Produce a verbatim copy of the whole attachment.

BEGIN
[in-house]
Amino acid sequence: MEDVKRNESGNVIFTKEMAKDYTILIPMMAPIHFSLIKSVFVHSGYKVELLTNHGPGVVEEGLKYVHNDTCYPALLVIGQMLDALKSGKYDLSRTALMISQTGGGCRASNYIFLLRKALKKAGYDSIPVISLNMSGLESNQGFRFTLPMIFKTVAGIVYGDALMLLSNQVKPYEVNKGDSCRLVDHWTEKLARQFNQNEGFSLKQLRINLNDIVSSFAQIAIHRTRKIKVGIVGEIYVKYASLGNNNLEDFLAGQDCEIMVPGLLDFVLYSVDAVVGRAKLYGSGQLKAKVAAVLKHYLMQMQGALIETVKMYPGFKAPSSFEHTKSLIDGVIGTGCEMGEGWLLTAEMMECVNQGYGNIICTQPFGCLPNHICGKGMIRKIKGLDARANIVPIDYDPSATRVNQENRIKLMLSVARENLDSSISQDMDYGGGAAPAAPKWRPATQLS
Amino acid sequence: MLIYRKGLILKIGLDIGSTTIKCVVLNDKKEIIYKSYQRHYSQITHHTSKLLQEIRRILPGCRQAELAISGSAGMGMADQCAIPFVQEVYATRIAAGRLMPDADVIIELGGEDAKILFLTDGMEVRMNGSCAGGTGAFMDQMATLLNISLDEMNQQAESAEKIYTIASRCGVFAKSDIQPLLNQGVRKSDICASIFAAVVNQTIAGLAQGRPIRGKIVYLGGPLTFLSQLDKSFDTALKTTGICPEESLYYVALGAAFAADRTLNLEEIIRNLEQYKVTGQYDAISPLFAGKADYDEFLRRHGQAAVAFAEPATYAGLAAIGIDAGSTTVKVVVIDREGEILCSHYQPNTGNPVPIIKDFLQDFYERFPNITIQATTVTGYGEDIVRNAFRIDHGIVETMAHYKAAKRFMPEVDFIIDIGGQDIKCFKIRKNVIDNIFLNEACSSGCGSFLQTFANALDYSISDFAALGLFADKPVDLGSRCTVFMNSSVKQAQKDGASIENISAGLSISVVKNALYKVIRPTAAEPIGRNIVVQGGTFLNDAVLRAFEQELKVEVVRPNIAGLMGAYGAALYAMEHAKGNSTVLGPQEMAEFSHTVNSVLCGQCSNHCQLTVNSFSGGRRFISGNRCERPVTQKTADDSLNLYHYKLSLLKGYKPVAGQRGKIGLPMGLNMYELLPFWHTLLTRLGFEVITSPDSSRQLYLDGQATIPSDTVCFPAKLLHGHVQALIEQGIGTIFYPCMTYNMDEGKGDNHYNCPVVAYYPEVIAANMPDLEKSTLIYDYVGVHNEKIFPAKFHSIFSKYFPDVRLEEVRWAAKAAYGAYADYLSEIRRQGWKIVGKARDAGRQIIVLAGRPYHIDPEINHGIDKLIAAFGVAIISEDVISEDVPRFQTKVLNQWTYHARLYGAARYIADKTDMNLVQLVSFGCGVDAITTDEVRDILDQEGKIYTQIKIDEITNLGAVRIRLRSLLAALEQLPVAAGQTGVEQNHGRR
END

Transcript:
[in-house]
Amino acid sequence: MEDVKRNESGNVIFTKEMAKDYTILIPMMAPIHFSLIKSVFVHSGYKVELLTNHGPGVVEEGLKYVHNDTCYPALLVIGQMLDALKSGKYDLSRTALMISQTGGGCRASNYIFLLRKALKKAGYDSIPVISLNMSGLESNQGFRFTLPMIFKTVAGIVYGDALMLLSNQVKPYEVNKGDSCRLVDHWTEKLARQFNQNEGFSLKQLRINLNDIVSSFAQIAIHRTRKIKVGIVGEIYVKYASLGNNNLEDFLAGQDCEIMVPGLLDFVLYSVDAVVGRAKLYGSGQLKAKVAAVLKHYLMQMQGALIETVKMYPGFKAPSSFEHTKSLIDGVIGTGCEMGEGWLLTAEMMECVNQGYGNIICTQPFGCLPNHICGKGMIRKIKGLDARANIVPIDYDPSATRVNQENRIKLMLSVARENLDSSISQDMDYGGGAAPAAPKWRPATQLS
Amino acid sequence: MLIYRKGLILKIGLDIGSTTIKCVVLNDKKEIIYKSYQRHYSQITHHTSKLLQEIRRILPGCRQAELAISGSAGMGMADQCAIPFVQEVYATRIAAGRLMPDADVIIELGGEDAKILFLTDGMEVRMNGSCAGGTGAFMDQMATLLNISLDEMNQQAESAEKIYTIASRCGVFAKSDIQPLLNQGVRKSDICASIFAAVVNQTIAGLAQGRPIRGKIVYLGGPLTFLSQLDKSFDTALKTTGICPEESLYYVALGAAFAADRTLNLEEIIRNLEQYKVTGQYDAISPLFAGKADYDEFLRRHGQAAVAFAEPATYAGLAAIGIDAGSTTVKVVVIDREGEILCSHYQPNTGNPVPIIKDFLQDFYERFPNITIQATTVTGYGEDIVRNAFRIDHGIVETMAHYKAAKRFMPEVDFIIDIGGQDIKCFKIRKNVIDNIFLNEACSSGCGSFLQTFANALDYSISDFAALGLFADKPVDLGSRCTVFMNSSVKQAQKDGASIENISAGLSISVVKNALYKVIRPTAAEPIGRNIVVQGGTFLNDAVLRAFEQELKVEVVRPNIAGLMGAYGAALYAMEHAKGNSTVLGPQEMAEFSHTVNSVLCGQCSNHCQLTVNSFSGGRRFISGNRCERPVTQKTADDSLNLYHYKLSLLKGYKPVAGQRGKIGLPMGLNMYELLPFWHTLLTRLGFEVITSPDSSRQLYLDGQATIPSDTVCFPAKLLHGHVQALIEQGIGTIFYPCMTYNMDEGKGDNHYNCPVVAYYPEVIAANMPDLEKSTLIYDYVGVHNEKIFPAKFHSIFSKYFPDVRLEEVRWAAKAAYGAYADYLSEIRRQGWKIVGKARDAGRQIIVLAGRPYHIDPEINHGIDKLIAAFGVAIISEDVISEDVPRFQTKVLNQWTYHARLYGAARYIADKTDMNLVQLVSFGCGVDAITTDEVRDILDQEGKIYTQIKIDEITNLGAVRIRLRSLLAALEQLPVAAGQTGVEQNHGRR